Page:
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The Bad News Turtles

RBG asks city to help protect Cootes turtles

Hamilton Spectator
By Matthew Van Dongen

The city is being asked to cut speed limits and erect wildlife fences to help save rare turtles from death-by-motorist along Cootes Drive and Olympic Drive.

The Royal Botanical Gardens has spent five years working on a recovery plan for turtles around Cootes Paradise and area marshes.

An estimated 1,500 turtles remain there.

Dozens have been killed along Cootes Drive and Olympic Drive over the last several years, according to a map presented by RBG natural lands head Tys Theysmeyer at the public works committee Tuesday.

The city can help head off those deaths, he said, by reducing the speed limit along Cootes Drive to 60 km/h from 80 and setting up wildlife fences to "redirect" turtles intent on heading from the marsh to high ground to nest.

"We think it would make a significant difference," Theysmeyer said after the meeting. "Slowing down at least gives you (the motorist) a chance to realize you're about to squash a turtle."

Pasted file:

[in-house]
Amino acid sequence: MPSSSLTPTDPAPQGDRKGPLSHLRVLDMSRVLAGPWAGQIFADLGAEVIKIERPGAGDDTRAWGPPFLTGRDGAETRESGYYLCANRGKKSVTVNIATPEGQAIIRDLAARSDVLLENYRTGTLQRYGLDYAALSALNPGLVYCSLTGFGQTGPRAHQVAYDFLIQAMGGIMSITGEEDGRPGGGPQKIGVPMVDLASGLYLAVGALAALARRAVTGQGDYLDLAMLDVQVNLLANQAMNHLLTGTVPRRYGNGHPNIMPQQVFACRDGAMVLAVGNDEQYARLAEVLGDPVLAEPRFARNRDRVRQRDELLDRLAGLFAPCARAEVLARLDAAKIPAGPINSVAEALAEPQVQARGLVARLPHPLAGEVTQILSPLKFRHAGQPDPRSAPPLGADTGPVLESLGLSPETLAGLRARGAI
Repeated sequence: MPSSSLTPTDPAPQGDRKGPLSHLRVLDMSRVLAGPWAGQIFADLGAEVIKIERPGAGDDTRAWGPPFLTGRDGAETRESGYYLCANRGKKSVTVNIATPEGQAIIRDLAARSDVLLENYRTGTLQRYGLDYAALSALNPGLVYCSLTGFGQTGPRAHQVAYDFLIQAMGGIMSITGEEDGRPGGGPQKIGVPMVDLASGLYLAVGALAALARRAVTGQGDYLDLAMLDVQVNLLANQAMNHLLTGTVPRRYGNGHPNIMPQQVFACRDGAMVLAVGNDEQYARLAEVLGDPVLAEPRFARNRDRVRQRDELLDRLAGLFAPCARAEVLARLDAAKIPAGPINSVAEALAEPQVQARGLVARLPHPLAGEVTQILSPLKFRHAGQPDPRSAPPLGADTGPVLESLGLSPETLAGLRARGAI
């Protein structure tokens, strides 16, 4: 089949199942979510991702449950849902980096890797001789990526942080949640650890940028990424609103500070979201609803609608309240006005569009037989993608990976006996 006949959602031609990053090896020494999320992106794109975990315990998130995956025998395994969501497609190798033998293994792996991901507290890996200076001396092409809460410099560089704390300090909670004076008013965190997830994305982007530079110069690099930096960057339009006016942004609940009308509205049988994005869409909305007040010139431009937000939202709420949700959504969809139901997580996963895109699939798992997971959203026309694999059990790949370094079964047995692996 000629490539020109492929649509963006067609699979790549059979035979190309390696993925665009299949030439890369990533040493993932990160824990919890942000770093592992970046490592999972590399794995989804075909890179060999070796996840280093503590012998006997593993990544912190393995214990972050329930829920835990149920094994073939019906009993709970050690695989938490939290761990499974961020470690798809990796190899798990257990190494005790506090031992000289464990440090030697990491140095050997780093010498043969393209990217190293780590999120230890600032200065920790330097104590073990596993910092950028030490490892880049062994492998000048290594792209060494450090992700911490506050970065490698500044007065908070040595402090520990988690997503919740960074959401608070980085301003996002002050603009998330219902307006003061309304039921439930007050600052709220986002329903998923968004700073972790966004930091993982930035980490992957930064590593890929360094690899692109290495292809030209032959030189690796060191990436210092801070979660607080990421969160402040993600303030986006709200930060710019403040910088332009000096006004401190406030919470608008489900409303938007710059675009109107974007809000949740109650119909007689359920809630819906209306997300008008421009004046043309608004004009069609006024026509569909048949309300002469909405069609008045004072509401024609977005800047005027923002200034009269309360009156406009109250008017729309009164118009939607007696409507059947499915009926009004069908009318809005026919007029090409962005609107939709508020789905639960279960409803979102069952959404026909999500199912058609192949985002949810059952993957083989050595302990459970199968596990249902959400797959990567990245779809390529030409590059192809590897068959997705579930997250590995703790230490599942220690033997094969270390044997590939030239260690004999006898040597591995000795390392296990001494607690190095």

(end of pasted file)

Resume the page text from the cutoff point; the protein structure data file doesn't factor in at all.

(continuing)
Experimental fencing already set up in the area by the RBG has proven effective, he added.

Other suggestions pitched Tuesday include:
  • a slight relocating of the Dundas Community Garden, which has proven a popular nesting ground for turtles;
  • cleanup of historic contamination in the west end of the Desjardins canal;
  • removal of an old weir and other infrastructure replacement in the canal;
  • creation of a wildlife corridor committee to study and deal with hot spots for turtle kills based on the latest road death statistics.
City staff will report back on the recommendations, but not before the upcoming election.

mvandongen@thespec.com
905-526-3241 | @Mattatthespec

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